Five industry leaders to be inducted into NC Media and Journalism Hall of Fame in 2019
The NC Media and Journalism Hall of Fame will induct Taylor Branch, Margaret Johnson, Mary E. Junck, Rochelle Riley and David B. Woronoff on Friday, April 12, 2019.
Founded and administered by the UNC School of Media and Journalism, the Hall of Fame honors exceptional leaders with ties to North Carolina who demonstrate leadership in their spheres of influence; service to the professions and society; performance exemplifying the highest professional standards; and commitment to inspiring and advancing young people in media and journalism careers.
Honorees will be recognized during a gala benefit at 6:30 p.m. at The Carolina Inn in Chapel Hill. Pamela Brown ’06, CNN's senior White House correspondent, will join the celebration as the evening's master of ceremonies. The benefit, which includes a reception, dinner and program, will support the MJ-school in its critical role in developing future leaders in the media and journalism professions.
Honorees are selected by a committee of professionals and faculty that considers all nominations. Since its founding in 1981, the Hall of Fame has celebrated nearly 200 professionals in advertising, journalism, public relations and related fields.
About the 2019 honorees:
Taylor Branch is a Pulitzer Prize-winning author, journalist and public speaker best known for his seminal trilogy on the civil rights era, "America in the King Years," written between 1982 and 2006. Branch has been honored with a MacArthur Fellowship (1991) and a National Humanities Medal (1999). Branch’s 2009 memoir, "The Clinton Tapes: Wrestling History with the President," chronicles an eight-year project to gather a sitting president’s oral history secretly on tape. His 2011 cover story for The Atlantic, “The Shame of College Sports,” touched off continuing national debate. Branch’s latest book is a short compilation, "The King Years: Historic Moments in the Civil Rights Movement" (2013). He served as executive producer for the HBO documentary “King in the Wilderness” (2018). Branch received his bachelor's degree in history from the University of North Carolina at Chapel Hill and his master's degree in public administration from the Woodrow Wilson School at Princeton University.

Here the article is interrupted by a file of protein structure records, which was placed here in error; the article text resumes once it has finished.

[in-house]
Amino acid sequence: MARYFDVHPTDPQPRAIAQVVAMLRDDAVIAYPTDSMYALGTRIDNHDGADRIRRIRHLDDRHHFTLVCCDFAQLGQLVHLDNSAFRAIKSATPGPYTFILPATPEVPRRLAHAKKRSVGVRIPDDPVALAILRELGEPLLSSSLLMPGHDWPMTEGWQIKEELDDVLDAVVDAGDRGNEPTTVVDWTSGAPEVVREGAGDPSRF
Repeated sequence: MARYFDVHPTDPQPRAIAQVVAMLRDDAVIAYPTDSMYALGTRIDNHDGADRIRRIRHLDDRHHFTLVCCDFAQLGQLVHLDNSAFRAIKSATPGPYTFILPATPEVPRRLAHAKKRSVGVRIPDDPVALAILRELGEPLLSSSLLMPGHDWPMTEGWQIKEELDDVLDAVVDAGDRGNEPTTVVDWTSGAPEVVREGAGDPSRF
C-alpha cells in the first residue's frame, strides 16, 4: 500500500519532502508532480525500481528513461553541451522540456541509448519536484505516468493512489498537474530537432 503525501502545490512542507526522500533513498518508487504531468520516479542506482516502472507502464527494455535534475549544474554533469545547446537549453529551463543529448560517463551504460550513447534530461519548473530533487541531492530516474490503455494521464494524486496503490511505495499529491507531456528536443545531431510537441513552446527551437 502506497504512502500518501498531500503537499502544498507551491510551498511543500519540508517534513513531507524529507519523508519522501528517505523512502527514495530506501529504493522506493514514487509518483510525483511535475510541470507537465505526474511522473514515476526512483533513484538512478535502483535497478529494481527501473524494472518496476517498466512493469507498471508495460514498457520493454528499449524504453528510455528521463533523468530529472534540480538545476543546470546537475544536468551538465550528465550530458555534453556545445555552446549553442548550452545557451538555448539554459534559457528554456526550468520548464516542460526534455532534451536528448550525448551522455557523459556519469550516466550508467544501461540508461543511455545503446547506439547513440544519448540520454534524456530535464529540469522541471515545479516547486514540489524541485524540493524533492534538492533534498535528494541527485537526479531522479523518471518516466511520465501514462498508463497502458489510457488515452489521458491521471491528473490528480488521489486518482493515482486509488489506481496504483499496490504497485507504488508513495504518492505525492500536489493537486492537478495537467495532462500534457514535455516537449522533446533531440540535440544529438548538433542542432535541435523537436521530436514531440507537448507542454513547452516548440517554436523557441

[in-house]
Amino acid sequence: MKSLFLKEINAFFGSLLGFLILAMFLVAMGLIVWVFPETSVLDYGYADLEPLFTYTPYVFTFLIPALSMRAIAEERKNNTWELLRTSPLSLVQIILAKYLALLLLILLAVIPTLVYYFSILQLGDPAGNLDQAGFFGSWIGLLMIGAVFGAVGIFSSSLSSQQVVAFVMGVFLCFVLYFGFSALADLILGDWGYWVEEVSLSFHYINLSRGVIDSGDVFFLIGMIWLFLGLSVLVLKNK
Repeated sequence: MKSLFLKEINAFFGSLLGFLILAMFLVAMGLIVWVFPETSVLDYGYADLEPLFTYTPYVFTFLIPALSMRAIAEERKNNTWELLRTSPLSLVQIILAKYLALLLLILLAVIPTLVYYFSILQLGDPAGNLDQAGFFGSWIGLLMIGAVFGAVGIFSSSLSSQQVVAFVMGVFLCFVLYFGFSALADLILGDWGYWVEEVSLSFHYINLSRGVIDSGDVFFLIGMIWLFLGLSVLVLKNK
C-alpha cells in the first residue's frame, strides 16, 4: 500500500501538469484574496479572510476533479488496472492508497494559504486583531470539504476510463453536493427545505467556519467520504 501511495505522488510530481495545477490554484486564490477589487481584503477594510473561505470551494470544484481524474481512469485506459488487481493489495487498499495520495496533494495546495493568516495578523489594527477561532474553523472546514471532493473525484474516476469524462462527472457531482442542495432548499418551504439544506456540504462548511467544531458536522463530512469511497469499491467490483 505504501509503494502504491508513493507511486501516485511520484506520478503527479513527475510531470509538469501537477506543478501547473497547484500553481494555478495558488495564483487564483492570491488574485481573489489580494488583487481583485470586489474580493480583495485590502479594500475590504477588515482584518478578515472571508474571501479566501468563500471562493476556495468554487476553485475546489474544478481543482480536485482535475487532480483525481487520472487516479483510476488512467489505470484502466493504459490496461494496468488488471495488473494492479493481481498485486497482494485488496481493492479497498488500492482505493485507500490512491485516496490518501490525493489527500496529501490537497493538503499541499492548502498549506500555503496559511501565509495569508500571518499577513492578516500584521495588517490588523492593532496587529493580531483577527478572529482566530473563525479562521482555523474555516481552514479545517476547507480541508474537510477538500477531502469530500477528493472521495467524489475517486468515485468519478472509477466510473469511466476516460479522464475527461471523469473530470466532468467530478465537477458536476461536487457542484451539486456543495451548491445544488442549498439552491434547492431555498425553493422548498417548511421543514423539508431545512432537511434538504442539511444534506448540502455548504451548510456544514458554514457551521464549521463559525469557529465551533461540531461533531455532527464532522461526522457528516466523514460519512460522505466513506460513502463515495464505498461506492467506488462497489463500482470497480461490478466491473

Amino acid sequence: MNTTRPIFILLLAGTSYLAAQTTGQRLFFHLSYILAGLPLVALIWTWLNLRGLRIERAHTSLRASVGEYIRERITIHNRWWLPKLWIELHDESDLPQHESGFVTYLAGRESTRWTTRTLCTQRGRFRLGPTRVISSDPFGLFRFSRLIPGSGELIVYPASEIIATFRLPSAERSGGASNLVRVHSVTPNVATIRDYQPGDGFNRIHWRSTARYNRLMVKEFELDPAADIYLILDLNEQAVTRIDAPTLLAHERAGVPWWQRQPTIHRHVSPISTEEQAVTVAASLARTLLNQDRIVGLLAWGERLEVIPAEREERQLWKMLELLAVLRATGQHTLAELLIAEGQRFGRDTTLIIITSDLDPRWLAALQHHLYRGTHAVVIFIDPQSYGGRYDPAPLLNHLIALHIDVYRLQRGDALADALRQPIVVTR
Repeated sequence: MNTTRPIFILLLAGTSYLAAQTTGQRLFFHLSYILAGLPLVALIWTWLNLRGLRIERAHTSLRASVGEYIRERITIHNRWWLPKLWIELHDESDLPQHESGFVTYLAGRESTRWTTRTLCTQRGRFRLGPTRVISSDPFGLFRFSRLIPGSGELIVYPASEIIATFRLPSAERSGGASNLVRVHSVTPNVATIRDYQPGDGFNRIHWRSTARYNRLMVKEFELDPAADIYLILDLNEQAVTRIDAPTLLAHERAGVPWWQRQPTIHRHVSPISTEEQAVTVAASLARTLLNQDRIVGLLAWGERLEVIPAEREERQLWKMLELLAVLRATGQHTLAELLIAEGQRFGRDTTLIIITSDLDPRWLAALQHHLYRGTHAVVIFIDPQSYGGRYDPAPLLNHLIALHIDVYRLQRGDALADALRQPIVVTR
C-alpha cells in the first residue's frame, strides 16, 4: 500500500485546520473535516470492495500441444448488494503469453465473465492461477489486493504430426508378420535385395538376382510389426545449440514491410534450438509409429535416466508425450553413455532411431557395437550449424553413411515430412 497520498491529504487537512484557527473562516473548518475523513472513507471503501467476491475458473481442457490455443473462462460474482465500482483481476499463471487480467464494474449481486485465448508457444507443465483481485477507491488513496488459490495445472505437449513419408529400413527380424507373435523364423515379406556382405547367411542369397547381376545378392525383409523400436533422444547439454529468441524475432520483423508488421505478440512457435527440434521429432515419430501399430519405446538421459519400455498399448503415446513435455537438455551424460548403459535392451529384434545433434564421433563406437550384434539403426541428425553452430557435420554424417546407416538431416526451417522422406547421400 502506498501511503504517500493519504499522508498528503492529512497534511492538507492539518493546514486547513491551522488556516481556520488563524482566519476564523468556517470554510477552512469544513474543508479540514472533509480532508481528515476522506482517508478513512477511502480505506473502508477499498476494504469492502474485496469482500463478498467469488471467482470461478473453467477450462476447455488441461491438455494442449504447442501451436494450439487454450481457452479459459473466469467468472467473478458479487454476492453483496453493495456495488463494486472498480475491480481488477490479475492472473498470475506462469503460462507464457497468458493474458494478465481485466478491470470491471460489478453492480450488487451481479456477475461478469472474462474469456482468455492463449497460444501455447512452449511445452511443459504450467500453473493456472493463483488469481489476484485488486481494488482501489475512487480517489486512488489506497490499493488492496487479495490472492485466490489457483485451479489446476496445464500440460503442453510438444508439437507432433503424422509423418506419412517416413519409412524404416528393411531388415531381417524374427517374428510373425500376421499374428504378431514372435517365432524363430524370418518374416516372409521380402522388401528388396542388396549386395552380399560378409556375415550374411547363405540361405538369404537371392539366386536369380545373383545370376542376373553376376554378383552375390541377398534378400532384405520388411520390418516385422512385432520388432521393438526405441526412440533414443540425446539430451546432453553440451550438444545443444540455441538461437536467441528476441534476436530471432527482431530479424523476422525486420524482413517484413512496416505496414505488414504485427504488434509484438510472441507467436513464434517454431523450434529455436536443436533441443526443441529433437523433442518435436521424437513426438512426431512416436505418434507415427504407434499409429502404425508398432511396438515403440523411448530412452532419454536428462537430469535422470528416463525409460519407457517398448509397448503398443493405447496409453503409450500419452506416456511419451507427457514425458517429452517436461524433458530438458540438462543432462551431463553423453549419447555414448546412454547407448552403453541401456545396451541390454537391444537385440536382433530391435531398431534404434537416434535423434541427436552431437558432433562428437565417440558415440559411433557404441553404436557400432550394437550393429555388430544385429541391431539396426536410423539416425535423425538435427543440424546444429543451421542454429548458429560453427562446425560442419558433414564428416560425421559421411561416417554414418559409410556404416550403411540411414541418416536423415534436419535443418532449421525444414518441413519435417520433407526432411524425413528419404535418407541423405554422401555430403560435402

Margaret Johnson is chief creative officer and partner for storied San Francisco-based advertising agency Goodby Silverstein & Partners. Advertising Age named Johnson the Executive of the Year in 2018. Cannes Lions recently recognized the agency for creative campaigns ranging from the Peter Dinklage and Busta Rhymes "Doritos Blaze vs. Mountain Dew Ice" Super Bowl hit to the "#IAmAWitness" anti-cyberbullying campaign for the Ad Council. Johnson serves as president of the 2019 Cannes Lions film jury. Johnson also serves on the board of the One Show and chairs the Ad Council's Campaign Review Committee. She was a founding member of the 3 Percent Conference, launched in 2012 as the first conference for female creative directors in advertising, named for the percentage of women creative leaders at the time. The movement's goals today include increasing diversity in advertising and related fields. Johnson earned her bachelor's degree from the MJ-school, and also earned a degree in art direction at the Portfolio Center in Atlanta.
Mary E. Junck